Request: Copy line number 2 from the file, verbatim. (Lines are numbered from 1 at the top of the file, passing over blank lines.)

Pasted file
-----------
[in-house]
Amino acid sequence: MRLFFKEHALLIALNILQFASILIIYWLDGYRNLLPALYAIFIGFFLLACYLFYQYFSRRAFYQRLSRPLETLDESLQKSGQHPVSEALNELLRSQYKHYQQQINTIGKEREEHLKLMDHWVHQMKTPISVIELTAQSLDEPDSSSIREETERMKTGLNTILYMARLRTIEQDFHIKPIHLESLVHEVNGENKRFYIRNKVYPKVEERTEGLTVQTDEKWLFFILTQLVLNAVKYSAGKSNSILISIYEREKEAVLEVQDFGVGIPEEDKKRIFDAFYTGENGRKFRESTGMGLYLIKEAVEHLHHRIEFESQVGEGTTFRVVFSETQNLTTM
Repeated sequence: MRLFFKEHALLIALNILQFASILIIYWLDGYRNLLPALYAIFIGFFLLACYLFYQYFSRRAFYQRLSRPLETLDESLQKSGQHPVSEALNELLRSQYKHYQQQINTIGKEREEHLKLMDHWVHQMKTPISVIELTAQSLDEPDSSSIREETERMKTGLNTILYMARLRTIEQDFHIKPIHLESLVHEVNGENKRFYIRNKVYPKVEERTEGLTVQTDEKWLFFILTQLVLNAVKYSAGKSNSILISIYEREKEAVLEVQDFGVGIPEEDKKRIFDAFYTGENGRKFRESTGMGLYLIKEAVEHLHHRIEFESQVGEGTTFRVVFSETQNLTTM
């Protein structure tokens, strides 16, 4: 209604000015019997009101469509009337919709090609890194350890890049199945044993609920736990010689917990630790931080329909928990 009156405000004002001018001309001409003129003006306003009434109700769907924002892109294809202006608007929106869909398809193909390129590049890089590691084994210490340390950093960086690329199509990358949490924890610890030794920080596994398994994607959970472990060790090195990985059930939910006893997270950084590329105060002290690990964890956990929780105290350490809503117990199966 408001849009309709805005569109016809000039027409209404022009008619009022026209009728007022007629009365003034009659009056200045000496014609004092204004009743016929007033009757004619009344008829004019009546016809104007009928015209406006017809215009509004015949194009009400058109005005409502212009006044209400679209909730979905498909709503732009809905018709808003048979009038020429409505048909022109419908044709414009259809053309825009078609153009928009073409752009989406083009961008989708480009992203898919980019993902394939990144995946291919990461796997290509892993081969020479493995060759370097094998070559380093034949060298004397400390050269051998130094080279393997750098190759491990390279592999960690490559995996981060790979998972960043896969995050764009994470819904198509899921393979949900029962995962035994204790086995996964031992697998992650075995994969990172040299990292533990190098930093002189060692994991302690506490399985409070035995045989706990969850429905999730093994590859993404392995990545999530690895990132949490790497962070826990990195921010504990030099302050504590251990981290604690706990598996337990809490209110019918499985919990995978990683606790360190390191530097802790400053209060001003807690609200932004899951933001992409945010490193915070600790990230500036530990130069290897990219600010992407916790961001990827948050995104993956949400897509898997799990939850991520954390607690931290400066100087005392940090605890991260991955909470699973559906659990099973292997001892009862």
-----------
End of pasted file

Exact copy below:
Amino acid sequence: MRLFFKEHALLIALNILQFASILIIYWLDGYRNLLPALYAIFIGFFLLACYLFYQYFSRRAFYQRLSRPLETLDESLQKSGQHPVSEALNELLRSQYKHYQQQINTIGKEREEHLKLMDHWVHQMKTPISVIELTAQSLDEPDSSSIREETERMKTGLNTILYMARLRTIEQDFHIKPIHLESLVHEVNGENKRFYIRNKVYPKVEERTEGLTVQTDEKWLFFILTQLVLNAVKYSAGKSNSILISIYEREKEAVLEVQDFGVGIPEEDKKRIFDAFYTGENGRKFRESTGMGLYLIKEAVEHLHHRIEFESQVGEGTTFRVVFSETQNLTTM